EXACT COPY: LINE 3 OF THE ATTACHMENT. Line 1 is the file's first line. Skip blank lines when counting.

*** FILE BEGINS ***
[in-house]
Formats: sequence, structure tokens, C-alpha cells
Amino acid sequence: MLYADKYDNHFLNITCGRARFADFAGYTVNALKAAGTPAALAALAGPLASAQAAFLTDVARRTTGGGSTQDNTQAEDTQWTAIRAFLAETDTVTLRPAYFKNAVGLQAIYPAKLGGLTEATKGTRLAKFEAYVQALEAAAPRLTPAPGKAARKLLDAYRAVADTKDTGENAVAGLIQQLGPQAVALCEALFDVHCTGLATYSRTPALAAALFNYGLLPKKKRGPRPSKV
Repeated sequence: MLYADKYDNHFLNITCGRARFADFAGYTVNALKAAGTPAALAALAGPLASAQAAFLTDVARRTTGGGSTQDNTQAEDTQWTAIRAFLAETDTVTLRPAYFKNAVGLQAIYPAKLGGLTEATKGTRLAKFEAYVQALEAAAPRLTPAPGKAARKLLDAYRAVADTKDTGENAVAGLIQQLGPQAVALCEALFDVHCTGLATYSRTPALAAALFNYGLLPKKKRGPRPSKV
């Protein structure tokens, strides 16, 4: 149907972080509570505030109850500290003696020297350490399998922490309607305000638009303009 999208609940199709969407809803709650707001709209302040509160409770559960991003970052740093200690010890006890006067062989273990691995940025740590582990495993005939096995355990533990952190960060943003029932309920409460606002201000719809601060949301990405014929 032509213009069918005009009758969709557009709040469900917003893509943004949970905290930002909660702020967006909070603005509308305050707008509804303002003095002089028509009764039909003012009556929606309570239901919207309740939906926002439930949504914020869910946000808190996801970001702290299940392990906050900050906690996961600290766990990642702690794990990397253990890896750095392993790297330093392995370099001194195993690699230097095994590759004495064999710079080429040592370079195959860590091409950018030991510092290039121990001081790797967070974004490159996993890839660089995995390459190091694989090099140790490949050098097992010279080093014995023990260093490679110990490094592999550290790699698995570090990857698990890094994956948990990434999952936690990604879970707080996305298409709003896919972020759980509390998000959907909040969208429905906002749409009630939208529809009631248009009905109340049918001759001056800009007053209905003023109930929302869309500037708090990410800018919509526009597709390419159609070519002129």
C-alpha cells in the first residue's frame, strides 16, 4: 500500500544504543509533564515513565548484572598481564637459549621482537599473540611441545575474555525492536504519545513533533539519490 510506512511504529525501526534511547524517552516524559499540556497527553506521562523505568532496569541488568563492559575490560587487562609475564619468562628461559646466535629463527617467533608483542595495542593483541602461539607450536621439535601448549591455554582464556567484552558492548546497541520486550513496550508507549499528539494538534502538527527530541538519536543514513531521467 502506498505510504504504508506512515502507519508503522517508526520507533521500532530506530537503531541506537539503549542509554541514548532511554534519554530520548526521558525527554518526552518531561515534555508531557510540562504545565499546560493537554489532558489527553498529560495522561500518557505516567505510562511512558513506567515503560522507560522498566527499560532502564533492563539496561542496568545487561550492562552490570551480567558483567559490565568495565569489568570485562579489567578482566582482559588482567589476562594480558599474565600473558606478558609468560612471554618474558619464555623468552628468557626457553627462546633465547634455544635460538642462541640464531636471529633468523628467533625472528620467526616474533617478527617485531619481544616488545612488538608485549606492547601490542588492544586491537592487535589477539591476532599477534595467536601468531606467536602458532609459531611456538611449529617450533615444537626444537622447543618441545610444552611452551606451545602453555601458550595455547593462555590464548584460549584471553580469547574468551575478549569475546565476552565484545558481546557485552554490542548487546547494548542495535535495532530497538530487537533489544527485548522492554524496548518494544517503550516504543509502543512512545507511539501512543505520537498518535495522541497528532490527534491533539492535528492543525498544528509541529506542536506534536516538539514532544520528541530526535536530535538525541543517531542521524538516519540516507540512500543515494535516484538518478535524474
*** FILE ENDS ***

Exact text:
Amino acid sequence: MLYADKYDNHFLNITCGRARFADFAGYTVNALKAAGTPAALAALAGPLASAQAAFLTDVARRTTGGGSTQDNTQAEDTQWTAIRAFLAETDTVTLRPAYFKNAVGLQAIYPAKLGGLTEATKGTRLAKFEAYVQALEAAAPRLTPAPGKAARKLLDAYRAVADTKDTGENAVAGLIQQLGPQAVALCEALFDVHCTGLATYSRTPALAAALFNYGLLPKKKRGPRPSKV